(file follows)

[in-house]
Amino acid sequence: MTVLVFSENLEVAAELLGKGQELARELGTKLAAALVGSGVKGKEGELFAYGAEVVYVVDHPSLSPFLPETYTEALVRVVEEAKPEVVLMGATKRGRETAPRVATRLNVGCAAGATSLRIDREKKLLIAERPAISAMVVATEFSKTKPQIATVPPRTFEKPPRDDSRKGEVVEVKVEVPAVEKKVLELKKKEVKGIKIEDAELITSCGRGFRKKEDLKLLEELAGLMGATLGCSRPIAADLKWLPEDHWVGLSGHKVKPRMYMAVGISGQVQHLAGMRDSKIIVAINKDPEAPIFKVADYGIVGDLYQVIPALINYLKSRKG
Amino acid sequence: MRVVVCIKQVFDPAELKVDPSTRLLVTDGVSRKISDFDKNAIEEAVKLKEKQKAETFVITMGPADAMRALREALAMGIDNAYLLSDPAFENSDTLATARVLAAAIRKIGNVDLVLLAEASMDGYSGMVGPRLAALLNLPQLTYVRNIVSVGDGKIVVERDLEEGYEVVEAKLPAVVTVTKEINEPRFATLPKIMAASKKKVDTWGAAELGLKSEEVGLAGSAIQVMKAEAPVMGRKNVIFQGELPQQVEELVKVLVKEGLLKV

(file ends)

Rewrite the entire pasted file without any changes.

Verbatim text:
[in-house]
Amino acid sequence: MTVLVFSENLEVAAELLGKGQELARELGTKLAAALVGSGVKGKEGELFAYGAEVVYVVDHPSLSPFLPETYTEALVRVVEEAKPEVVLMGATKRGRETAPRVATRLNVGCAAGATSLRIDREKKLLIAERPAISAMVVATEFSKTKPQIATVPPRTFEKPPRDDSRKGEVVEVKVEVPAVEKKVLELKKKEVKGIKIEDAELITSCGRGFRKKEDLKLLEELAGLMGATLGCSRPIAADLKWLPEDHWVGLSGHKVKPRMYMAVGISGQVQHLAGMRDSKIIVAINKDPEAPIFKVADYGIVGDLYQVIPALINYLKSRKG
Amino acid sequence: MRVVVCIKQVFDPAELKVDPSTRLLVTDGVSRKISDFDKNAIEEAVKLKEKQKAETFVITMGPADAMRALREALAMGIDNAYLLSDPAFENSDTLATARVLAAAIRKIGNVDLVLLAEASMDGYSGMVGPRLAALLNLPQLTYVRNIVSVGDGKIVVERDLEEGYEVVEAKLPAVVTVTKEINEPRFATLPKIMAASKKKVDTWGAAELGLKSEEVGLAGSAIQVMKAEAPVMGRKNVIFQGELPQQVEELVKVLVKEGLLKV